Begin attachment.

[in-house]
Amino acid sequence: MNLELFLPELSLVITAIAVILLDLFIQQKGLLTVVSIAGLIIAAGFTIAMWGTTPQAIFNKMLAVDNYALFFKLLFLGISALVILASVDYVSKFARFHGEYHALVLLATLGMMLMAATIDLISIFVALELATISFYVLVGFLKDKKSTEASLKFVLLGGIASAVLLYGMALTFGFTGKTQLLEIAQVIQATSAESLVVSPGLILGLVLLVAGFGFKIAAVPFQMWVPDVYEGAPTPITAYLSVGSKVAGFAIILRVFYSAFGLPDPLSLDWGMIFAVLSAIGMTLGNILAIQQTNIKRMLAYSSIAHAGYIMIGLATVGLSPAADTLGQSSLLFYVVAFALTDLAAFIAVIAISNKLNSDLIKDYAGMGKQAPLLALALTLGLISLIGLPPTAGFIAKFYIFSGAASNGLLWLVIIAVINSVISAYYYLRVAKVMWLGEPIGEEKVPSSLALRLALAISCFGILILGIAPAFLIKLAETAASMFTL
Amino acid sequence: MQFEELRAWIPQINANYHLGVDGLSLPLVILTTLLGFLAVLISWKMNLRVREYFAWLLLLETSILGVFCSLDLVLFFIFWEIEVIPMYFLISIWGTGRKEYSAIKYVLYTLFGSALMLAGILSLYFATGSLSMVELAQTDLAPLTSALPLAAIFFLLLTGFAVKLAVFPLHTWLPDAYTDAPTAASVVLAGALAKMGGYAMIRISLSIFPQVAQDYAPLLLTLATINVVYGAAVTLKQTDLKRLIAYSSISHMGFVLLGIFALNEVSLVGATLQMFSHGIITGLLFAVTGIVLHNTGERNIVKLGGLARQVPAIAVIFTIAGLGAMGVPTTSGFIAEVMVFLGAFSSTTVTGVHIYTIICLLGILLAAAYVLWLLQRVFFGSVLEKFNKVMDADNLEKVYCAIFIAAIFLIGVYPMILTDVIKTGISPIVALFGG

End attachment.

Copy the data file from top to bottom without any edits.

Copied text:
[in-house]
Amino acid sequence: MNLELFLPELSLVITAIAVILLDLFIQQKGLLTVVSIAGLIIAAGFTIAMWGTTPQAIFNKMLAVDNYALFFKLLFLGISALVILASVDYVSKFARFHGEYHALVLLATLGMMLMAATIDLISIFVALELATISFYVLVGFLKDKKSTEASLKFVLLGGIASAVLLYGMALTFGFTGKTQLLEIAQVIQATSAESLVVSPGLILGLVLLVAGFGFKIAAVPFQMWVPDVYEGAPTPITAYLSVGSKVAGFAIILRVFYSAFGLPDPLSLDWGMIFAVLSAIGMTLGNILAIQQTNIKRMLAYSSIAHAGYIMIGLATVGLSPAADTLGQSSLLFYVVAFALTDLAAFIAVIAISNKLNSDLIKDYAGMGKQAPLLALALTLGLISLIGLPPTAGFIAKFYIFSGAASNGLLWLVIIAVINSVISAYYYLRVAKVMWLGEPIGEEKVPSSLALRLALAISCFGILILGIAPAFLIKLAETAASMFTL
Amino acid sequence: MQFEELRAWIPQINANYHLGVDGLSLPLVILTTLLGFLAVLISWKMNLRVREYFAWLLLLETSILGVFCSLDLVLFFIFWEIEVIPMYFLISIWGTGRKEYSAIKYVLYTLFGSALMLAGILSLYFATGSLSMVELAQTDLAPLTSALPLAAIFFLLLTGFAVKLAVFPLHTWLPDAYTDAPTAASVVLAGALAKMGGYAMIRISLSIFPQVAQDYAPLLLTLATINVVYGAAVTLKQTDLKRLIAYSSISHMGFVLLGIFALNEVSLVGATLQMFSHGIITGLLFAVTGIVLHNTGERNIVKLGGLARQVPAIAVIFTIAGLGAMGVPTTSGFIAEVMVFLGAFSSTTVTGVHIYTIICLLGILLAAAYVLWLLQRVFFGSVLEKFNKVMDADNLEKVYCAIFIAAIFLIGVYPMILTDVIKTGISPIVALFGG